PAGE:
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Plan Your Rockies Near Denver Vacation

If you ever wondered why folks living along the Front Range—as the area west of Denver and east of the Continental Divide is known—continually brag about their lifestyles, you need only look at the western horizon where the peaks of snowcapped Rocky Mountains rise just a 35-minute drive from downtown. For those drawn to the Front Range, a morning workout might mean an hour-long single-track mountain-bike ride at Winter Park, a half-hour kayak session in Golden's Clear Creek, or a 40-minute hike in Mount Falcon Park.

The allure of this area, which rises from the red-rock foothills cloaked in lodgepole pine and white-barked aspens to the steep mountainsides draped with the occasional summer snowfields, has brought increasing recreational pressures as mountain bikers, equestrians, hikers, dog lovers, hunters, and conservationists all vie for real estate that is increasingly gobbled up by McMansion sprawl. On the Front Range the days of the elitist "Native" bumper stickers are long since gone; almost everyone here is from somewhere else. Finding an outdoor paddling, climbing, or skiing partner is about as difficult as saying hello to the next person you meet on the trail.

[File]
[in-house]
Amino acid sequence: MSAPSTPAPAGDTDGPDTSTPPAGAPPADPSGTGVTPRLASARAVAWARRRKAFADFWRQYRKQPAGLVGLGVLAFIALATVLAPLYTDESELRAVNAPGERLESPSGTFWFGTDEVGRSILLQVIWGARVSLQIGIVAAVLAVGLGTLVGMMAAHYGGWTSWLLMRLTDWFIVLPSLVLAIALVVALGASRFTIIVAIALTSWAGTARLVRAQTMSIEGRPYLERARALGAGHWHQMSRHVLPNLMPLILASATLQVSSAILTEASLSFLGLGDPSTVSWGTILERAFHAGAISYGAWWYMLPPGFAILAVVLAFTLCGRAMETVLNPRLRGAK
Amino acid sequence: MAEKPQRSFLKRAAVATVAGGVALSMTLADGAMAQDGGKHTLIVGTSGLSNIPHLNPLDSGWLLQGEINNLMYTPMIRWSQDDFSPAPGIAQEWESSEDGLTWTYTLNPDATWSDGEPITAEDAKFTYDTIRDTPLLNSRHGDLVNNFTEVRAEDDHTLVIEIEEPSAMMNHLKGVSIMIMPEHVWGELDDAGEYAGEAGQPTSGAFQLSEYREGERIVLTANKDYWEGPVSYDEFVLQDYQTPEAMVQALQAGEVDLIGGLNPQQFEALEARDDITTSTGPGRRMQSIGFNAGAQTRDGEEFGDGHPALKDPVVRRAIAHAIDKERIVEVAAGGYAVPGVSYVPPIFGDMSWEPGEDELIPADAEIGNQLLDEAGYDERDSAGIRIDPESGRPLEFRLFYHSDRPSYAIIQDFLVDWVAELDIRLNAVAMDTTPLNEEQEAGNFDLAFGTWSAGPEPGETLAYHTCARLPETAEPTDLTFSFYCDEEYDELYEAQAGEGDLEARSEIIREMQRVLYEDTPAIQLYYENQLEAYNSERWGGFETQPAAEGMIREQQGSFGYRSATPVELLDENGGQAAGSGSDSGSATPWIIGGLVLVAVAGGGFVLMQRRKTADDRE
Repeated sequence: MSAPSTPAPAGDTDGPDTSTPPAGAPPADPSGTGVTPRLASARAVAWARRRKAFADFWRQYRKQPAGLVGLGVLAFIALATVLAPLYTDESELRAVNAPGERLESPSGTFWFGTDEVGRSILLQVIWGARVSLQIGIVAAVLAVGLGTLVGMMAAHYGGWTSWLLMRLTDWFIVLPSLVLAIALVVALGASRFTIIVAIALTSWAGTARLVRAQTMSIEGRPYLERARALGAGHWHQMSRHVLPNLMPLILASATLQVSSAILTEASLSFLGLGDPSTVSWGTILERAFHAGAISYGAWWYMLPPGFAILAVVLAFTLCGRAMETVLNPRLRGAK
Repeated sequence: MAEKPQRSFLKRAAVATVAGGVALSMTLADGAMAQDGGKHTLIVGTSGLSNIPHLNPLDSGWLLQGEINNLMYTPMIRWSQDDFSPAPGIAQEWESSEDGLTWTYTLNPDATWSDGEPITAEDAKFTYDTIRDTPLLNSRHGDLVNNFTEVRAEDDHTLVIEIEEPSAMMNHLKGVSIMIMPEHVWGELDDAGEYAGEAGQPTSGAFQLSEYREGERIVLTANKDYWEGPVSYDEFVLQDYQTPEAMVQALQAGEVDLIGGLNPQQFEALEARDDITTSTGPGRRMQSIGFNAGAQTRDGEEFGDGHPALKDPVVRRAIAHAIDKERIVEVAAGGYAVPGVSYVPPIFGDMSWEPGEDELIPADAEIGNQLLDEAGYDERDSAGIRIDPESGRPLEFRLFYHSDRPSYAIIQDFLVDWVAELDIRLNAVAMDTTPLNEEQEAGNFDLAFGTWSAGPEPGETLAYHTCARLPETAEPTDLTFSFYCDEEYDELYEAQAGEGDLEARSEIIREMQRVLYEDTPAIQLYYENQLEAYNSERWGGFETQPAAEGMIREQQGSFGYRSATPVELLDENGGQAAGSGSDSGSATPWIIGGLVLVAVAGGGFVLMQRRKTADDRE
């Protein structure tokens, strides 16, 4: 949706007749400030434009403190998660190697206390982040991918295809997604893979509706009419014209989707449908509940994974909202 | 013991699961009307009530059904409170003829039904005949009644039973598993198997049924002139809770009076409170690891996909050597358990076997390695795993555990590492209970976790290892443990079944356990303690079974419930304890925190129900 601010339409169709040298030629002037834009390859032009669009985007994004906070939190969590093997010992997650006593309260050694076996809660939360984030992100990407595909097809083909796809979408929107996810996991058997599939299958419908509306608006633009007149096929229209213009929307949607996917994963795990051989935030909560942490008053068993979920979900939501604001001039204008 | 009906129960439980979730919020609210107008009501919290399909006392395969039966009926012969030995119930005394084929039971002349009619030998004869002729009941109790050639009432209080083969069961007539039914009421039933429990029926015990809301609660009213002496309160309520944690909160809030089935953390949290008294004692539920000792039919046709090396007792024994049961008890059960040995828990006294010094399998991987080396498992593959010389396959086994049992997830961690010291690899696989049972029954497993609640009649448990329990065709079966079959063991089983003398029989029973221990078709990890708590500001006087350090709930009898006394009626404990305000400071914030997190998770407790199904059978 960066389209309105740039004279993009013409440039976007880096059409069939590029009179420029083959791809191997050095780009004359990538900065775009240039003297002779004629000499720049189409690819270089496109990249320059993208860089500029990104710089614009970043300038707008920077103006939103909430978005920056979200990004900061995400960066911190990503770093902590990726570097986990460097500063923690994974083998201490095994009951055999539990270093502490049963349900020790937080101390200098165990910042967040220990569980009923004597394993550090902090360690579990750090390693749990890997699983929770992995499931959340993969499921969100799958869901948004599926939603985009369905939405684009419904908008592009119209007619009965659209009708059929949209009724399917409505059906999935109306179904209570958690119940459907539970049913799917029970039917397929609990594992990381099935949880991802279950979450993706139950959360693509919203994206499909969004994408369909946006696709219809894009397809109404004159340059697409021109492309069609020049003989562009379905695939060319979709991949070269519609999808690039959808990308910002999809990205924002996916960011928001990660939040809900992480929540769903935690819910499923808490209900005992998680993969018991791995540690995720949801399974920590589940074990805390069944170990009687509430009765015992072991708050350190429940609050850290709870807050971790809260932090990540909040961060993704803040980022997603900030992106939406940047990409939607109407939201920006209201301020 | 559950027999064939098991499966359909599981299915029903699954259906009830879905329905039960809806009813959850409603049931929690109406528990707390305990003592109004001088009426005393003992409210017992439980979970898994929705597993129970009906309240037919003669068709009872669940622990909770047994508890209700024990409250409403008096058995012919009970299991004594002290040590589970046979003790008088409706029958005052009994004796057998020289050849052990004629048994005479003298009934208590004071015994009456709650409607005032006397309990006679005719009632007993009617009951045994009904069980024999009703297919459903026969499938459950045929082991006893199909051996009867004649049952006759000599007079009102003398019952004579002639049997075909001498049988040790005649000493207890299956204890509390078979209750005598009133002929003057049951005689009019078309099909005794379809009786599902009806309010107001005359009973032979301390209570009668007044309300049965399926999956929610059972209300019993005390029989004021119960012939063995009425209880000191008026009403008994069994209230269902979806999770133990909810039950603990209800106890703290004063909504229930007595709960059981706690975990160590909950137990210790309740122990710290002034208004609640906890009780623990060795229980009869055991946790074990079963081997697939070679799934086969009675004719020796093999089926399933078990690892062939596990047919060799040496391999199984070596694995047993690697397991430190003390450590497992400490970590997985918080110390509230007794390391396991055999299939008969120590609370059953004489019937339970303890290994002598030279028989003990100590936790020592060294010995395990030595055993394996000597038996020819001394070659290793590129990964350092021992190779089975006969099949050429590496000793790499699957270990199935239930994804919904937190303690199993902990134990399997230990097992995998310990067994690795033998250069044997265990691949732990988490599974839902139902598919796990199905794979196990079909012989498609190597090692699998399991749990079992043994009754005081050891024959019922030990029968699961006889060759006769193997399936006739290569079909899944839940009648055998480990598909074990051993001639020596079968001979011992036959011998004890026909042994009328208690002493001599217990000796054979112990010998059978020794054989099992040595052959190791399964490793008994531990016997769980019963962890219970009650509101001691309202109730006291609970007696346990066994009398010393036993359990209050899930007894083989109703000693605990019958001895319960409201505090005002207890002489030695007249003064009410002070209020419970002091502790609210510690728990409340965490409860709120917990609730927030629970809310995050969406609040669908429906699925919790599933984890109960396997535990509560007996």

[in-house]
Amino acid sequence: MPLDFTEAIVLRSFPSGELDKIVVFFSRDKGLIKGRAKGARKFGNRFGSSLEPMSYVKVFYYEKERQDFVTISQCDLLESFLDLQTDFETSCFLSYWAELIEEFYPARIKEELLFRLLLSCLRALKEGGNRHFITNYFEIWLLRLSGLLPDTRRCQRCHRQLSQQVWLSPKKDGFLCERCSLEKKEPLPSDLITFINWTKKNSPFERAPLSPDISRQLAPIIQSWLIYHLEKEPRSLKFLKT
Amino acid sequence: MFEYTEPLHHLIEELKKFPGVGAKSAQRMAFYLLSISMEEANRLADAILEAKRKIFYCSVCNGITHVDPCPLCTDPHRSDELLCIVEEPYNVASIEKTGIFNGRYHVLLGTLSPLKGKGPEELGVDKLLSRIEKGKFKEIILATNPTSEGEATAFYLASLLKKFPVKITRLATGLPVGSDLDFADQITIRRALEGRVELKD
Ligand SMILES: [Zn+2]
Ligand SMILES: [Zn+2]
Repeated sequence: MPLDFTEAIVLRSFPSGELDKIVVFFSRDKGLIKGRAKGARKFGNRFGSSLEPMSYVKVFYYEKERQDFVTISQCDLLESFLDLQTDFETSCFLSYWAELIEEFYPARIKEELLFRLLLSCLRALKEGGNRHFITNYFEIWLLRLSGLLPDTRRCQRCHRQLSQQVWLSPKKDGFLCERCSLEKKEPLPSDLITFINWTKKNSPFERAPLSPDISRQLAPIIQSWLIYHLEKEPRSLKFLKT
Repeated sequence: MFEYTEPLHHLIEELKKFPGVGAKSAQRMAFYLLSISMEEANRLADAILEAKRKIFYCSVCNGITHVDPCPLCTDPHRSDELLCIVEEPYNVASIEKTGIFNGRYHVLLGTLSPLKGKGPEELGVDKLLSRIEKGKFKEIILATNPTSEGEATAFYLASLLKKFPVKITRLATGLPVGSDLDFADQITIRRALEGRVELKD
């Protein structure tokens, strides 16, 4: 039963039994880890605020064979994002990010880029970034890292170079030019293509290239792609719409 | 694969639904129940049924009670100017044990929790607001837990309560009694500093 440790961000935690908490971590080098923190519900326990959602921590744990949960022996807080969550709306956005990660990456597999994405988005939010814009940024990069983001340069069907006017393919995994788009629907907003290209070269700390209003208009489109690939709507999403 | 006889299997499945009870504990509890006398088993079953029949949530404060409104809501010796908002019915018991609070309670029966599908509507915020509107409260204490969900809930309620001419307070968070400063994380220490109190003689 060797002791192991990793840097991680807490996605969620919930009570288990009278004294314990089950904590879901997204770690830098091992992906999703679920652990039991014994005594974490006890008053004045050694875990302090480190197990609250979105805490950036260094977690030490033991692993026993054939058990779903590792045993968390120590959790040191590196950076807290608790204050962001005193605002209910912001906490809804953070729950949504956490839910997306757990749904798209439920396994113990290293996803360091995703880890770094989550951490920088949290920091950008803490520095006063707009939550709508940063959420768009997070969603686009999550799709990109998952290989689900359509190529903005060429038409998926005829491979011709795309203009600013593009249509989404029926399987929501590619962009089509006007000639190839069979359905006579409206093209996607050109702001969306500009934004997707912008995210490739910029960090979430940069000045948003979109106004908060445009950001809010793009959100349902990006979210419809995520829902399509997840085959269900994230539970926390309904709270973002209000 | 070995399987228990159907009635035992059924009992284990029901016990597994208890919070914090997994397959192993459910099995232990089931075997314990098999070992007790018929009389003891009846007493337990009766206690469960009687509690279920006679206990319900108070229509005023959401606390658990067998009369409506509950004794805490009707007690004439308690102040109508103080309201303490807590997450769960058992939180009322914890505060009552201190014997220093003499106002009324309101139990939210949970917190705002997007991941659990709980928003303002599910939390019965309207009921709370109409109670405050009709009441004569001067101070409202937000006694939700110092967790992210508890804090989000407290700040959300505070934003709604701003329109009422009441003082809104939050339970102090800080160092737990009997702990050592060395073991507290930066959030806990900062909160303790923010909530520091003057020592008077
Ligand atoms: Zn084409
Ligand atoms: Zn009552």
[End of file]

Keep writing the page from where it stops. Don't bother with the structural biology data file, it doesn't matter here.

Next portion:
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Top Reasons To Go

  1. Explore the Rockies This section of mountains butts up against the Denver metro area, so it's easy to explore interesting towns and enjoy the mountain lifestyle.
  2. Hit the slopes at Winter Park Resort There's a blocked-off area for beginners, an outstanding children's program, and chutes and in-bounds off piste–style terrain for experts.
  3. Ride the Georgetown Loop Railroad Peering out the window at the raw, steep mountainside and the rickety trestle bridge on the vintage train ride from Georgetown to Silverplume provides an eye-opening lesson in 1800s transportation.
  4. Tour the MillerCoors Brewery An entertaining (and free) tour ends in a sudsy stop at the end for an informal tasting. You'll see the steeping, roasting, and milling of the barley, then tour the Brew House where the "malt mash" is cooked in massive copper kettles.
  5. Explore Mount Evans The highest paved road in the United States leads to the summit of 14,264-foot-high Mount Evans, and you can drive or bike nearly to the top or hike as much or as little of it as you like, passing mountain goats, bighorn sheep, and other animals along the way.

When To Go

When to Go

Summers are hot in the city, but when you go higher up in the Front Range the days may be warm but the nights are cool. It's a time of year...

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